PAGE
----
Sanctuary developments

After a long stretch in survival mode, a change of administration has brought rapid developments in Edith’s case.  The Biden administration has chosen to elevate immigration concerns as an early priority.  They will pursue comprehensive reform, and the 100 day moratorium on deportations – despite the temporary injunction by a federal judge – is a welcome opening move.

All this is good news, nearly whiplash-inducing from the direction of the previous administration.  Is this really happening?  Yes, and…maybe.

One of Edith’s lifelines has been the National Sanctuary Collective.  It includes 14 people (and their families) living in sanctuary churches – including another woman from Columbus (Miriam Vargas), and another woman living in a Mennonite Church (Carmela Apolonio Hernandez at Germantown Mennonite Church, PA).  As a Collective, they are pursuing two related strategies.  One is a newly released letter addressed to the Biden administration calling for specific avenues of relief for those in sanctuary.  An initial 30 members of Congress signed on, including Joyce Beatty. 

The second strategy is having each sanctuary leader apply for a personal stay of deportation at their local ICE office.  That’s what we were up to yesterday after our attempt last week unknowingly coincided with ICE moving their offices to Westerville.  These personal stays would provide more stability than the 100 day period.  They also send a message of the urgency of their cases.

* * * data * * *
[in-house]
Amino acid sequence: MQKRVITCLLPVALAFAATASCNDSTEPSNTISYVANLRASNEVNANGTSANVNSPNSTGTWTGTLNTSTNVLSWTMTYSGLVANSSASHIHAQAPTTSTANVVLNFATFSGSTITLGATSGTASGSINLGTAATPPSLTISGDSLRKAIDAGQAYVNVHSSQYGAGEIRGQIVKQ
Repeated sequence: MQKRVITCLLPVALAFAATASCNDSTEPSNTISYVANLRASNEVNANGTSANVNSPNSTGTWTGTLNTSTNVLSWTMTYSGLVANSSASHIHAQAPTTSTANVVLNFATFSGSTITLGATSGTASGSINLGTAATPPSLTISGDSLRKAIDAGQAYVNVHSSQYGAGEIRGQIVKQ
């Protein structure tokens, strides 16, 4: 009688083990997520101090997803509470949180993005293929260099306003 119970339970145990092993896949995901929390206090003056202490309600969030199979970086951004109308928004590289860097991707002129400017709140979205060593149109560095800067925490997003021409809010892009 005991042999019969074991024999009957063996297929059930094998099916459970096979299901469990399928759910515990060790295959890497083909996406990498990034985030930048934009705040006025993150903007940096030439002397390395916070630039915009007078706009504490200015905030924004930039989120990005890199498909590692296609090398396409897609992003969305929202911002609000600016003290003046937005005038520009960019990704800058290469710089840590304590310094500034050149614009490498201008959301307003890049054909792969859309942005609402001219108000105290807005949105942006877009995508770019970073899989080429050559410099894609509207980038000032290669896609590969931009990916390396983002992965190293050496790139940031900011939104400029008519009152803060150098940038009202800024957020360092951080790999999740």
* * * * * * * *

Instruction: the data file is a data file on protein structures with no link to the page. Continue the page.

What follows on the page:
So far we’ve had strong support from city leaders.  City Council President Shannon Hardin’s office initiated contact with us before the inauguration, and Hardin showed up last week to advocate for Edith and Miriam.  Councilmember Emmanuel Remy was with us yesterday when we submitted the stays.  They both have been in touch with the offices of Beatty and Senator Sherrod Brown.

ICE knew to expect us yesterday and Remy, a representative of Miriam’s support team, and I were invited into the ICE office to speak with Assistant Field Office Director Chris LaBier.  His opening remarks were that he planned to accept the applications but would likely officially deny the requests.  What proceeded was a conversation addressing our two biggest concerns.  1) Will Edith and Miriam be safe from detention and deportation during these 100 days if they leave the churches? and 2) Because Edith and Miriam have immediate needs related to care of family and mental health, ICE should strongly consider approving the stay applications for humanitarian purposes.  It was a human-to-human argument that might not carry much weight in the bureaucratic and cruel world of immigration enforcement, but there were moments in the conversation when we were all humanized in meaningful ways.  ICE does have the power to grant them the stays, and ICE is composed of people, and we were able to talk with a person within ICE with some power. 

It would be a jubilation if the stays were granted, but it might not happen.  

We did receive assurance that Edith would not be considered a priority for ICE in these 100 days – agents will not be going to the church or her home.  Whether Edith decides to leave the church is up to her and her attorney, but if she does I’m pretty certain we’ll make a big deal of it.  Public support has been a protective shield around Edith from the beginning.      

One of the metaphors I’m hoping for is the way a tree draws its energy down into ground during the cold days of winter when daylight is scarce.  What looks barren to the untrained eye is a proven survival mechanism to preserve, conserve, and prepare.  And when the time is right leaves and fruit appear.  We are believing that the time is right, and praying that the difficult labor of these years will produce the fruit of security and bounty for Edith and her family. 

Thank you for your prayers, your financial contributions, for showing up at events, for making calls to elected officials, for telling your children about Edith, for being sanctuary people. 

Stay tuned….